Sir Philip Hesketh-Smithers went to the folk-dancing department; Mr Pauling went to woodcuts and weaving; Mr Digby-Smith was given the Arctic circle; Mr Bentley himself, after a dizzy period in which, for a day, he directed a film about postmen, for another day filed press-cuttings from Istanbul, and for the rest of the week supervised the staff catering, found himself at length back beside his busts in charge of the men of letters.
On 4 November 1943, just over a month after the first Allied troops entered war-torn Naples, Lt. Peter Francis of the Royal Artillery made his first acquaintance with the ruins of the Real Teatro di San Carlo, one of the oldest and most prestigious opera houses in the world. The theatre had been closed in 1942 and it was now in a terrible state: bomb damage had blasted the foyer, debris and layers of dust covered the internal surfaces, there was no electricity or water and a German machine gun nest was still installed on its roof. The British requisitioned the building and, under Peter Francis’s authority, on 15 November 1943, with the frontline just 30 miles away, the theatre officially re-opened its doors to soldiers and civilians. The news that the theatre was about to reopen and in need of workers quickly spread around the city causing excitement among the Neapolitans. The first production of the theatre’s new course was an improvised Italian revue significantly titled So this is Naples.
George Orwell calculated that the tea ration - 2oz per week during the Second World War - could be eked out to twenty cups a week. So important was tea considered to be for the welfare of the nation that pensioners were allocated a slightly larger ration. Orwell’s ‘A Nice Cup of Tea’, published in 1946, illustrates its importance in British culture. He described the eleven stages required for making the perfect cup of tea, the etiquette surrounding tea-drinking and the varied uses for tea leaves from fortune-telling to cleaning carpets. Whether it was Lyons Green Label, Typo, Brooke Bond or Twinings, tea - along with cocoa for children - is referred to in numerous accounts about London during the Second World War as the favoured drink after bombing raids. Its importance is reflected in a significant number of photographs in the 'London bomb damage’ section of the Ministry of Information Press & Censorship Bureau Photograph Library at IWM London, which show both the realities for bombed Londoners as well as carefully staged propaganda shots. Londoners gathered together in groups drinking tea is a favoured trope in this archive.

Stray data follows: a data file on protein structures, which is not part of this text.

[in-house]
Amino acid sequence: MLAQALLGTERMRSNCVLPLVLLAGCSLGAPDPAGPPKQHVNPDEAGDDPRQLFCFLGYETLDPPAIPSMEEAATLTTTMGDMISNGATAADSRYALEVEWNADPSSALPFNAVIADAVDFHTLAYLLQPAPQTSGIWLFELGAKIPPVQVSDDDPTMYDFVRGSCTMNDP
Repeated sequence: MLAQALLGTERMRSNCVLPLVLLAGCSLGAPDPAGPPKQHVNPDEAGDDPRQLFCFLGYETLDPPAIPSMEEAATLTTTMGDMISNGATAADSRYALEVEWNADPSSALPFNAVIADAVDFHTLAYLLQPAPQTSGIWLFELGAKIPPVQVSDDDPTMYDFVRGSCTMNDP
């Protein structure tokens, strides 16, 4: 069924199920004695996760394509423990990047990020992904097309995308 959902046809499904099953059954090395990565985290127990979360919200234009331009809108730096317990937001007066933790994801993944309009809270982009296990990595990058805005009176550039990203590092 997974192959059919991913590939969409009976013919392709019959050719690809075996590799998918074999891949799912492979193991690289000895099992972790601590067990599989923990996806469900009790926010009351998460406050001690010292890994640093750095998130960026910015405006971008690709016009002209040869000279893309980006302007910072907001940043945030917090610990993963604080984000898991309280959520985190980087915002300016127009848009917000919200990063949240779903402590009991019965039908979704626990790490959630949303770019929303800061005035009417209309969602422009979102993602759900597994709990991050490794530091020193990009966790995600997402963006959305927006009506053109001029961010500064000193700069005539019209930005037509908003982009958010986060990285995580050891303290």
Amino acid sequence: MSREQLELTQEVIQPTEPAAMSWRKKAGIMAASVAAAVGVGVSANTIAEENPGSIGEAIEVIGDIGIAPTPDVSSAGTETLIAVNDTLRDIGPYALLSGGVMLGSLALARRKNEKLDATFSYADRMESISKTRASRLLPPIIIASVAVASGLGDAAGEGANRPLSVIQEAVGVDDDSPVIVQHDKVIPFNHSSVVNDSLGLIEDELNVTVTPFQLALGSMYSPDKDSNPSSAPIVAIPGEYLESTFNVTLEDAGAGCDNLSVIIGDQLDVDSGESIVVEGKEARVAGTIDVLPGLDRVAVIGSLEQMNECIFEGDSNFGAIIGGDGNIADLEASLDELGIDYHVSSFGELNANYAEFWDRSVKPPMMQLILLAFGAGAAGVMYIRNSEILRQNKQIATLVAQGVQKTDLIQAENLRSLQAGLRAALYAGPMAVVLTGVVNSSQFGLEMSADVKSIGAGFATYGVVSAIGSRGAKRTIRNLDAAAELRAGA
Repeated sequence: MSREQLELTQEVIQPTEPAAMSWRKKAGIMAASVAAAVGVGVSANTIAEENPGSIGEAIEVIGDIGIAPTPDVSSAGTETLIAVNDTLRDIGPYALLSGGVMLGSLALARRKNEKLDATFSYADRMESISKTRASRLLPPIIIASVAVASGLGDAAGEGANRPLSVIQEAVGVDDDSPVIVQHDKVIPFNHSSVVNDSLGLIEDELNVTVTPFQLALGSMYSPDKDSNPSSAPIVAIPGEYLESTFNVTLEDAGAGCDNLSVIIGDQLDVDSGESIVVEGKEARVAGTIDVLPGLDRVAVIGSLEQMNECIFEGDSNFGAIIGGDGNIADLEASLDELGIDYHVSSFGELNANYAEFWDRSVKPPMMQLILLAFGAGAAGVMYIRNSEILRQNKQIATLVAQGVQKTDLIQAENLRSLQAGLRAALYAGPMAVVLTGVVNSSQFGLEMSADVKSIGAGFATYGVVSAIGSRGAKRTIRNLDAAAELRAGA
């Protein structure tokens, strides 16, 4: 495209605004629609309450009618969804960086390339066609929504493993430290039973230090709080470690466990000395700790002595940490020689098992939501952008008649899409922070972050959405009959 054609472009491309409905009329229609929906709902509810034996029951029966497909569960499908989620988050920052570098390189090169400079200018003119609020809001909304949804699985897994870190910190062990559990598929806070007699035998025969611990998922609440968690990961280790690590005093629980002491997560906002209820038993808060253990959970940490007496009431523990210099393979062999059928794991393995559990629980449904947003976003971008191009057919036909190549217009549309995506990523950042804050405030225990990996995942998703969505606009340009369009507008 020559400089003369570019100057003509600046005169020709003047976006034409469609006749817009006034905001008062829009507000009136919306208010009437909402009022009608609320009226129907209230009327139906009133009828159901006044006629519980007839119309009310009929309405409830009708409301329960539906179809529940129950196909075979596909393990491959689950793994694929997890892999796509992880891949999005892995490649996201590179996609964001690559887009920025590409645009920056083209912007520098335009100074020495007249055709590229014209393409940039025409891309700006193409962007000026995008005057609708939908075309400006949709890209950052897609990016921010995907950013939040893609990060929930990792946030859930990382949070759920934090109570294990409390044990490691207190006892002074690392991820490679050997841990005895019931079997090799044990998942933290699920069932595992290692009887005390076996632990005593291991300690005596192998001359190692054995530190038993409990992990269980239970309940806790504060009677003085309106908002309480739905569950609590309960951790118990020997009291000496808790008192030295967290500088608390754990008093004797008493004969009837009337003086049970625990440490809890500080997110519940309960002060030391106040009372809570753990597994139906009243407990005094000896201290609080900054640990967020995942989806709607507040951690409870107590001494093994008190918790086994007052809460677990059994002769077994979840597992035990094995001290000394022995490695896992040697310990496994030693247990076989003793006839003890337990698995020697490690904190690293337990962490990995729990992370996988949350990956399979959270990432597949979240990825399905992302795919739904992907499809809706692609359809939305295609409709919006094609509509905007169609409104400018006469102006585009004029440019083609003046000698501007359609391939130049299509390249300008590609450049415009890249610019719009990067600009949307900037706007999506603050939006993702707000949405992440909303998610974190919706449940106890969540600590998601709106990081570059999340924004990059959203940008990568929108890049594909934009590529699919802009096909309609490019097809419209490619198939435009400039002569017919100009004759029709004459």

In works on French history, the word ‘Occupation’ (often capitalised) is heavily associated with the Occupation of the Second World War, France’s ‘Dark Years’ of 1940–44. However, whilst this was and remains the defining experience of military occupation for the French, there were other instances of this phenomenon in the country’s modern history. In the case of the First World War, when the war of movement subsided in September – October 1914 around 2.1 million French people found themselves cut off from the rest of the country by the trench networks running from the coast to the Swiss border.